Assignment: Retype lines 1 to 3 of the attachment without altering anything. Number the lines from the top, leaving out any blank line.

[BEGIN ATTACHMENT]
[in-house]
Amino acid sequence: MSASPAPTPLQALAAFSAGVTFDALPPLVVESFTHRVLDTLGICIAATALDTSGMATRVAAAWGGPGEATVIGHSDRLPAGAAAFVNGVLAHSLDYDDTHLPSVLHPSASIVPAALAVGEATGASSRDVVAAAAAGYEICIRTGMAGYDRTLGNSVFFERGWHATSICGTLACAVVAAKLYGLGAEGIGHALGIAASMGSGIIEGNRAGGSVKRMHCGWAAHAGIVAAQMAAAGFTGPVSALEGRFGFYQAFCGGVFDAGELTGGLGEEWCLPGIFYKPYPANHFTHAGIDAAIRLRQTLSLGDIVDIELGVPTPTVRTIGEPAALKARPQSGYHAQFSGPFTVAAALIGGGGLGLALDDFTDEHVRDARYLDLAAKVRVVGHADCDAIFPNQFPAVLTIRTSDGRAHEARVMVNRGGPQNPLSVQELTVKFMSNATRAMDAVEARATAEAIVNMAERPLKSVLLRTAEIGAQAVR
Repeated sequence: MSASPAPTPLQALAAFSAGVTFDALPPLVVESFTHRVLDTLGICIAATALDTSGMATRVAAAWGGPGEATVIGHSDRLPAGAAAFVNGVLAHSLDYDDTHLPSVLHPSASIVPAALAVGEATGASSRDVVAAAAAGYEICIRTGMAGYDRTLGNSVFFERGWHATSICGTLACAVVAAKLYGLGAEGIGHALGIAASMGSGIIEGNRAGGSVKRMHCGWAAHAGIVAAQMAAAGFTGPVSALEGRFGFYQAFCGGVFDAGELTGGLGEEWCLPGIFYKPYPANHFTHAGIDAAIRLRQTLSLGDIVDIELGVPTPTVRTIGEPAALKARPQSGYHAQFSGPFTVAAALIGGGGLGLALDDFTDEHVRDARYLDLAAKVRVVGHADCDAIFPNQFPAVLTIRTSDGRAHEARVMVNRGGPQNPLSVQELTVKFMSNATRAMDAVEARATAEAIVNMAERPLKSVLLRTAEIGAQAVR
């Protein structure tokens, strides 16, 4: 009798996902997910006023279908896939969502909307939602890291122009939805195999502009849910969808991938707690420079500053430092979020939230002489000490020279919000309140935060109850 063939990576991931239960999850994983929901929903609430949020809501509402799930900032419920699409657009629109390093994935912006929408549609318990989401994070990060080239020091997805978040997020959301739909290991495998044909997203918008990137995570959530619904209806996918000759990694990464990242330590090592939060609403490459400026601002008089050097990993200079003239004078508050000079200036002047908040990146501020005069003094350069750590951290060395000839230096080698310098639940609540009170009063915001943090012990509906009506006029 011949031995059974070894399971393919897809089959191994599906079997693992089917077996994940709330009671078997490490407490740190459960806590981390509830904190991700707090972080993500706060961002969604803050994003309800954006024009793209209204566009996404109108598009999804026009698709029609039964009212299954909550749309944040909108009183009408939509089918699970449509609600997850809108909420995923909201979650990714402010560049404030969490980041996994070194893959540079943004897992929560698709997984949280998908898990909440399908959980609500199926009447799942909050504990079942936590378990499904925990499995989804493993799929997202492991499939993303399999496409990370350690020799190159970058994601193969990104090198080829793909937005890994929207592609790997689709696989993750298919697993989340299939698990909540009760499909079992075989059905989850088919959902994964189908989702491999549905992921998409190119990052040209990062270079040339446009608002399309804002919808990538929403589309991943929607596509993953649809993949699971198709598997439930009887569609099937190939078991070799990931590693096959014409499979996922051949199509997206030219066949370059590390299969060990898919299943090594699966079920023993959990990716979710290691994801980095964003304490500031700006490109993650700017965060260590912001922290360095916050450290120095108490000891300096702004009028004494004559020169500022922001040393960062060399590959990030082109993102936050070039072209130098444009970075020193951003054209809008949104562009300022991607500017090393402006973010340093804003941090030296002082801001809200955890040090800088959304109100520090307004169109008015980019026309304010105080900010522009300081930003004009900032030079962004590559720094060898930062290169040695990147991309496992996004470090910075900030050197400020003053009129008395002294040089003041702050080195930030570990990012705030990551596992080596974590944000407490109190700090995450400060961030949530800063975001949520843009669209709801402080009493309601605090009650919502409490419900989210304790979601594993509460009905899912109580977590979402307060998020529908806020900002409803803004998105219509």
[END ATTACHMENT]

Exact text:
[in-house]
Amino acid sequence: MSASPAPTPLQALAAFSAGVTFDALPPLVVESFTHRVLDTLGICIAATALDTSGMATRVAAAWGGPGEATVIGHSDRLPAGAAAFVNGVLAHSLDYDDTHLPSVLHPSASIVPAALAVGEATGASSRDVVAAAAAGYEICIRTGMAGYDRTLGNSVFFERGWHATSICGTLACAVVAAKLYGLGAEGIGHALGIAASMGSGIIEGNRAGGSVKRMHCGWAAHAGIVAAQMAAAGFTGPVSALEGRFGFYQAFCGGVFDAGELTGGLGEEWCLPGIFYKPYPANHFTHAGIDAAIRLRQTLSLGDIVDIELGVPTPTVRTIGEPAALKARPQSGYHAQFSGPFTVAAALIGGGGLGLALDDFTDEHVRDARYLDLAAKVRVVGHADCDAIFPNQFPAVLTIRTSDGRAHEARVMVNRGGPQNPLSVQELTVKFMSNATRAMDAVEARATAEAIVNMAERPLKSVLLRTAEIGAQAVR
Repeated sequence: MSASPAPTPLQALAAFSAGVTFDALPPLVVESFTHRVLDTLGICIAATALDTSGMATRVAAAWGGPGEATVIGHSDRLPAGAAAFVNGVLAHSLDYDDTHLPSVLHPSASIVPAALAVGEATGASSRDVVAAAAAGYEICIRTGMAGYDRTLGNSVFFERGWHATSICGTLACAVVAAKLYGLGAEGIGHALGIAASMGSGIIEGNRAGGSVKRMHCGWAAHAGIVAAQMAAAGFTGPVSALEGRFGFYQAFCGGVFDAGELTGGLGEEWCLPGIFYKPYPANHFTHAGIDAAIRLRQTLSLGDIVDIELGVPTPTVRTIGEPAALKARPQSGYHAQFSGPFTVAAALIGGGGLGLALDDFTDEHVRDARYLDLAAKVRVVGHADCDAIFPNQFPAVLTIRTSDGRAHEARVMVNRGGPQNPLSVQELTVKFMSNATRAMDAVEARATAEAIVNMAERPLKSVLLRTAEIGAQAVR